Previously, we have discussed judicial attitudes toward premarital agreements. In short, premarital agreements are favored by modern law, but only when they were signed using procedures that the court sees as fair.
How do the courts define a fair procedure? Three factors are important. First, the parties must sign voluntarily and not under unreasonable pressure. To take an extreme example, a premarital agreement signed under a threat of physical violence would certainly be invalid for duress. Other improper acts include threats to falsely accuse a spouse of a crime or to interfere with a spouse’s immigration status.
Threats make an agreement procedurally unfair only if the threats are improper. One recurring issue has been whether the agreement is procedurally unfair if one spouse threatens not to marry the other unless an agreement is signed. But no one is required to marry anyone. A threat to cancel an engagement unless a premarital agreement is signed is therefore generally not viewed as wrongful.
Second, while the parties must be free to make a voluntary decision whether to sign the agreement, the power to make a voluntary decision does not mean much if a spouse lacks access to relevant information. In particular, since almost all premarital agreements require the parties to give up rights in one another’s property, it is essential that each party have a reasonably accurate understanding of how much property the other owns.
It is not absolutely necessary that the couple engage in financial disclosure. Actual knowledge of the other spouse’s assets, from any source, is sufficient to avoid procedural unfairness. But disputes over knowledge tend to turn into “he said, she said” issues over who knew what, and judges will sometimes find a lack of knowledge in these cases, especially if the agreement is substantively unfair.
A better approach is to include, as appendices to a premarital agreement, full disclosure by both parties of their assets and incomes. When financial disclosure is attached to the agreement, it is clear to everyone that both spouses had sufficient financial information to make an informed and voluntary decision whether to sign the agreement.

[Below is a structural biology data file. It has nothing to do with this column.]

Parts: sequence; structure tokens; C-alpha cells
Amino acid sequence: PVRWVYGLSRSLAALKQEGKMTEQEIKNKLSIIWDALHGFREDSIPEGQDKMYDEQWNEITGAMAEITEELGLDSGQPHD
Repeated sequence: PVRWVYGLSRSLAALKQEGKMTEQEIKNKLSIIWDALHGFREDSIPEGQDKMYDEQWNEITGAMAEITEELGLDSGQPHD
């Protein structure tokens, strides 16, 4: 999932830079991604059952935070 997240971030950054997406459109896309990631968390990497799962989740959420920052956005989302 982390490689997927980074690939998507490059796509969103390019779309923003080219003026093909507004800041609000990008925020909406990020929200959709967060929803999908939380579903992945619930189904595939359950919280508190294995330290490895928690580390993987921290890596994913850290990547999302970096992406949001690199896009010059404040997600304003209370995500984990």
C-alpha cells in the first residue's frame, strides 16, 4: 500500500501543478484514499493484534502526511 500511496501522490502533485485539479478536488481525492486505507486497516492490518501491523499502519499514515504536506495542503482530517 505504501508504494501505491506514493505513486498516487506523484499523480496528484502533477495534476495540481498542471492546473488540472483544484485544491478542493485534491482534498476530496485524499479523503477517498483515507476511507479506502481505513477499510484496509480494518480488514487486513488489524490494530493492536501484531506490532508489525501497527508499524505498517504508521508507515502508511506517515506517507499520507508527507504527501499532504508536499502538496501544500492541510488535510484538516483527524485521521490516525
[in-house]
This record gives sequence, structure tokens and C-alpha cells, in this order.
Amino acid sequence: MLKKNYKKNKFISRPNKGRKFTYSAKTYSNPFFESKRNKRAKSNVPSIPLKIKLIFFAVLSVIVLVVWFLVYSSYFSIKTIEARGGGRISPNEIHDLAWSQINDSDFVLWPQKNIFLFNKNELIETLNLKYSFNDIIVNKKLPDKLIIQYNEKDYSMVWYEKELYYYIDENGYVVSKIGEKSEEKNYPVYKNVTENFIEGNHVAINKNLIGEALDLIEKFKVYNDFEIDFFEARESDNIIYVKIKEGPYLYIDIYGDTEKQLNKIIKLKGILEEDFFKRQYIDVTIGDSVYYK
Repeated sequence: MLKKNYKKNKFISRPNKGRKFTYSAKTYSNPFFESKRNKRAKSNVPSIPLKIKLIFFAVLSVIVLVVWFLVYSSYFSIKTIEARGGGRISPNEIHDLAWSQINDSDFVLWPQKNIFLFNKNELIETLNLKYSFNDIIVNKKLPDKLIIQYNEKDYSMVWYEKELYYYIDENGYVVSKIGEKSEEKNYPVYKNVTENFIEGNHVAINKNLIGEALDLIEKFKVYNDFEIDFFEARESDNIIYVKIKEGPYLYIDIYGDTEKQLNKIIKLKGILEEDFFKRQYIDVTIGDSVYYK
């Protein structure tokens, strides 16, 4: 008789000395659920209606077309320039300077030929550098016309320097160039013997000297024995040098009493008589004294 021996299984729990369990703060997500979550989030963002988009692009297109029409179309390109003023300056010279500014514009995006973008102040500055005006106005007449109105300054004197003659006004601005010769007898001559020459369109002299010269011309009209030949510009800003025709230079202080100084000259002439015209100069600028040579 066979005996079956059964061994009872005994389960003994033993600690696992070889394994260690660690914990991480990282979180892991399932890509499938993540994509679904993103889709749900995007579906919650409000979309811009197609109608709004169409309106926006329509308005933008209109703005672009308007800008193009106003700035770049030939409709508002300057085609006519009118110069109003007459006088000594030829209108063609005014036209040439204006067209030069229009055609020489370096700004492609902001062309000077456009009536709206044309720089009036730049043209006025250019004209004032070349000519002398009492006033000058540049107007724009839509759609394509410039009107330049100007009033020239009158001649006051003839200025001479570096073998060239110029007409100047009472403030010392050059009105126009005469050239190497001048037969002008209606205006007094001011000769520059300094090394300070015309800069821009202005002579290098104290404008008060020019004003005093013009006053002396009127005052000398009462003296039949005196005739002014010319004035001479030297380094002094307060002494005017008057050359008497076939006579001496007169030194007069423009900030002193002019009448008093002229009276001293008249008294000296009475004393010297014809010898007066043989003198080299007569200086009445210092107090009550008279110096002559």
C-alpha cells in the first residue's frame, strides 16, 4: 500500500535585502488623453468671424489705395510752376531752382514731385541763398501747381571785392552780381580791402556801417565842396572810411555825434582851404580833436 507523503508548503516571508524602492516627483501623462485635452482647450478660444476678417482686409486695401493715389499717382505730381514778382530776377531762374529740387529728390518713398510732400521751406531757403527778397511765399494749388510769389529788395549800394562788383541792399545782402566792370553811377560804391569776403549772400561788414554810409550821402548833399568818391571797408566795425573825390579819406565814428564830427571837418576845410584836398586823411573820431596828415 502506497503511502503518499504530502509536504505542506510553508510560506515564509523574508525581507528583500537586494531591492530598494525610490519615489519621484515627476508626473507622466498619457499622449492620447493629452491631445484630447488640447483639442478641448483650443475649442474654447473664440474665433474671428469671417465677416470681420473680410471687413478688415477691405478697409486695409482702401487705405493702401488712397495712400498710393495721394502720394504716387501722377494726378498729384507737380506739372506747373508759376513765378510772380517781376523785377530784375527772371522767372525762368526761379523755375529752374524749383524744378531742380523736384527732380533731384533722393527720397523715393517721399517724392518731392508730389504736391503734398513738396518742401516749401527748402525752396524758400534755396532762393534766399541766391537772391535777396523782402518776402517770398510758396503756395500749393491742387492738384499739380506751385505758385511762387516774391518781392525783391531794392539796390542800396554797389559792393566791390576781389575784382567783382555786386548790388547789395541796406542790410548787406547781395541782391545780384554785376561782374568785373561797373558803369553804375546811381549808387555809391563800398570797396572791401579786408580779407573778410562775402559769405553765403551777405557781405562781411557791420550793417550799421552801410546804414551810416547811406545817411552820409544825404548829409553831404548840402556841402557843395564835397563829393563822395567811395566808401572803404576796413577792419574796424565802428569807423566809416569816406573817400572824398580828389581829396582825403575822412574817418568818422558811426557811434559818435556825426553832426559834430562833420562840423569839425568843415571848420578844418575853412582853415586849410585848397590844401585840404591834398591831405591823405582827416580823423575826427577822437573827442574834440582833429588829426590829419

Third, even if a spouse is free to make a voluntary decision and has full knowledge of the relevant financial facts, a spouse must also have full knowledge of what his or her rights would be without the agreement. These rights are not common knowledge. The best way to ensure that both parties know the relevant law is to make certain that both parties are represented by attorneys. Representation by attorneys is also a good way to avoid other problems, as spouses who are represented by counsel are less likely to be influenced by improper threats or pressure.
It is not absolutely necessary that both parties have counsel. In particular, if a spouse is advised to retain counsel and refuses, the refusal does not prevent the parties from signing an agreement. Courts are reluctant to allow a party who refused to obtain counsel to claim ignorance of the law. But again, questions about whether a spouse was advised to seek counsel tend to turn into unpredictable “he said, she said” disagreements. The prudent option, when a spouse does not have counsel, is to state expressly in the agreement that the spouse was directly advised to retain counsel and voluntarily chose not to do so.
To summarize, if you are the spouse who desires an enforceable premarital agreement, there are three basic procedural requirements. You must avoid improper threats or pressure, you must disclose your assets and income in a form you can later prove (ideally in an appendix to the agreement), and you must make certain that your future spouse has counsel (or at the worst, expressly waives counsel in the agreement).